Page 2 - Florida Sentinel 5-3-16 Online Edition
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Liberty Council Leader To Bring
West Tampa Group Tells Residents To Stay Alert
Gun To Restroom
BY LEON B. CREWS Sentinel Staff Writer
The Tampa Presbyterian Village Apartment complex is gone. Next will be North Boulevard Homes, and for the residents of West Tampa, there are even more changes coming.
The West Tampa Alliance (WTA) wants residents to stay alert and on top of every- thing that’s going on.
“We feel it’s our responsi- bility to make sure the resi- dents are aware of the changes that have already taken place, and the ones that are coming,” said Heem Baisden.
“We all know what’s going on at the Riverfront Park, and there have been rumors that the Oakhurst Square Complex is going to undergo some changes.”
The tax base of the com- munity will also change, and Community Activist, Dwight Bolden, has spear-
“The best way to accom- plish that is to stay on top of all the meetings and an- nouncements, and either lis- ten to or watch City Council and County Commission meetings, as well as meetings with the West Tampa C.A.C.”
Baisden said the WTA is still in the planning stages of a big Juneteenth event, and the hope is the event will bring everyone closer to- gether, and discussions will begin on the future of West Tampa.
“We all know that what holds a community together are the religious institutions, the businesses, and the resi- dents. We have to combine those three into a central group.
“It’s also important that residents know that there must be a plan in place be- fore any dollars are allocated for any project. That plan will come from the C.A.C., and the community groups will offer suggestions.”
The president of Liberty Council, the religious law group behind the recent wave of anti-transgender bathroom bills, announced that she plans to carry a gun with her to the women’s restroom.
Anita Staver’s twitter message comes in response to an announcement by Target that the company will not discriminate against transgender cus- tomers or employees.
According to Nadine Smith, Executive Director of Equality Florida, Liberty Council’s tweet advising people to bring firearms into bathrooms is outra- geous, dangerous, and irre- sponsible. The type of fear-mongering promoted by this hate group is not only reprehensible, but it is putting lives in danger.
“I have contacted Liberty Council directly and hope they will accept the invita- tion to meet with Equality Florida and sit down with members of the transgender community to see the peo- ple who suffer most directly
the consequences of their dangerous and dehumaniz- ing rhetoric, Executive Di- rector of Equality Florida.
Fortunately, this type of appeal to fear is being broadly denounced. Con- servative commentators, law enforcement officials, and those on the frontline combating violence have called this misguided and dangerous; a draconian so- lution to a non-existent problem.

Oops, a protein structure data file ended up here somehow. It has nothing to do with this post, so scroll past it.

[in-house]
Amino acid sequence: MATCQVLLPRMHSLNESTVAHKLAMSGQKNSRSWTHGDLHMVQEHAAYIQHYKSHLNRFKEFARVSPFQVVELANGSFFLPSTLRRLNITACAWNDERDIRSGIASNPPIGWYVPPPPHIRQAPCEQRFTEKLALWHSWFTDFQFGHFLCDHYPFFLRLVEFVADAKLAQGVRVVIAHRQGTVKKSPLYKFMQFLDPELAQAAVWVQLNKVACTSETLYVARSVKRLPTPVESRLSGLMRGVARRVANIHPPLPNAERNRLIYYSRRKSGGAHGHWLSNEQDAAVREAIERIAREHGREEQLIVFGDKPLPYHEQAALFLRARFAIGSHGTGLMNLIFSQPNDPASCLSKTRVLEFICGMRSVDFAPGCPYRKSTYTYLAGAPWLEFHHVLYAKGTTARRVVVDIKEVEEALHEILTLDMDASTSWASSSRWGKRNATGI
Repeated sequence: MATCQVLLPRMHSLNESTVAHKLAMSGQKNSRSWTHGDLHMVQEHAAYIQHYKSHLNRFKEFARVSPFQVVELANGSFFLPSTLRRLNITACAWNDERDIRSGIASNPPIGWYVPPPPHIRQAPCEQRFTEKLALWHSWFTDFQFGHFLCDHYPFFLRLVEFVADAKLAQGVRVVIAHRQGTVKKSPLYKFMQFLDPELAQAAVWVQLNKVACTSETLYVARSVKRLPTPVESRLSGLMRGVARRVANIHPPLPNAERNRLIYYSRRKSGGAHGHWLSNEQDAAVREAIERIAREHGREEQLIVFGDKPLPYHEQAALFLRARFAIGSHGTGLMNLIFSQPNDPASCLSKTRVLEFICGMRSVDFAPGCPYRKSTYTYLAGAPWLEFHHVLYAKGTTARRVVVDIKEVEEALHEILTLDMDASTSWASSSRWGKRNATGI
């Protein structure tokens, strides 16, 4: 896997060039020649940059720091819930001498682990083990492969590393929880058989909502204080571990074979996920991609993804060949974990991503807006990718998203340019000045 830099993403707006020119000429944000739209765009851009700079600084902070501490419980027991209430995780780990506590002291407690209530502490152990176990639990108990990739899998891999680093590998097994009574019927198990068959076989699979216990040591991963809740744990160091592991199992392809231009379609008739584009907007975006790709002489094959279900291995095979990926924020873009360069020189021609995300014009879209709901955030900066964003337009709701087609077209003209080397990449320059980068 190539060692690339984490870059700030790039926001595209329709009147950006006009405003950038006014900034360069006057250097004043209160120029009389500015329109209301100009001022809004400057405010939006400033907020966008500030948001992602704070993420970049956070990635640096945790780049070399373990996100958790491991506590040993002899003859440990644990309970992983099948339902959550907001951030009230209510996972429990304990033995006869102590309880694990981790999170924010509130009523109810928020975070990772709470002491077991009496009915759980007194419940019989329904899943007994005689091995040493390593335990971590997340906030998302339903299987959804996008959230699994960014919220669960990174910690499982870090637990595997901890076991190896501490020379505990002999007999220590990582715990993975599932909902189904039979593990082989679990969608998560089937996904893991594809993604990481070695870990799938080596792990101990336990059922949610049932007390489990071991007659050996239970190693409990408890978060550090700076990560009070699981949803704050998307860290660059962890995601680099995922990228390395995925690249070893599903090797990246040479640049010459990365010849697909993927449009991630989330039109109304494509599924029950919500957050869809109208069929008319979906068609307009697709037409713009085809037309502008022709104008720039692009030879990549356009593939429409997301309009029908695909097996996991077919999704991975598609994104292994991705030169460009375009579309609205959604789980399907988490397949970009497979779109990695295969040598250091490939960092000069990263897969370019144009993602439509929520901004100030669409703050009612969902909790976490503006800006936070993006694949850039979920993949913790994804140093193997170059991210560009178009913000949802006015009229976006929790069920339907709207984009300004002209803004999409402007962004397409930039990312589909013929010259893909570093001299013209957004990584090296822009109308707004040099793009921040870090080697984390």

“We hope Liberty Council will back away from this reckless strategy and stop inciting hostility toward transgender people.”
headed an effort to make sure residents know about impending meetings that im- pact those fees, as well as what’s going on with plans to swap land in the area and a proposed rezoning. He con- tinues to schedule meetings at the West Tampa Library and other locations to keep residents informed of any changes.
“We are trying to stop the habit of people complaining after all the changes have come,” said Baisden.
Voter Education Needs To Be Top Priority
BY LEON B. CREWS Sentinel Staff Writer
When it comes to local and state elections, voter turnout is always low. In the African American commu- nity, the numbers are espe- cially low.
“It has nothing to do with voter registration, or the lack of information being made available to the voters,” said Dee Jackson.
“What is really comes down to is a lot of African Americans still don’t see the role politics plays in their day-to-day lives.”
Jackson said it would probably be better to have voter education seminars than so many voter registra- tion drives.
“I think the candidates need to make themselves more interesting so people will vote for them. I also think the candidates spend far too much money cam- paigning in areas where peo- ple aren’t going to vote for them.
“What’s needed is a bigger effort to educate Black peo- ple on how important it is for them to vote, especially when it concerns matters that affect the way they live,
where they live, employment opportunities, and their abil- ity to care for their children.”
Jackson said he plans to meet with officials from the Supervisor of Elections Of- fice to come up with a plan or strategy to give voters more information about the candidates and also about referendums so they will know what they’re voting for.
“Far too often I hear peo- ple saying they didn’t know. Even though notices were sent out and meetings were held, a lot of people still had no idea about critical changes occurring in their community.
“Don’t assume that the av- erage person understands political terms, and don’t as-
sume they are going to al- ways vote blindly regardless of what the item is, or who they’re voting for.”
Jackson said he discov- ered in talking with people in the community that many of them have opinions about the candidates, but they know nothing about how voting for a particular candi- date will work for them.
“If we can make people understand that we all basi- cally want the same things, then it will be easier putting the right candidate in office.
“Don’t ever vote for some- one based on what someone else has told you, or because you recognize their name. Study the candidates and de- cide for yourself.”
NADINE SMITH Executive Director of Equality Florida

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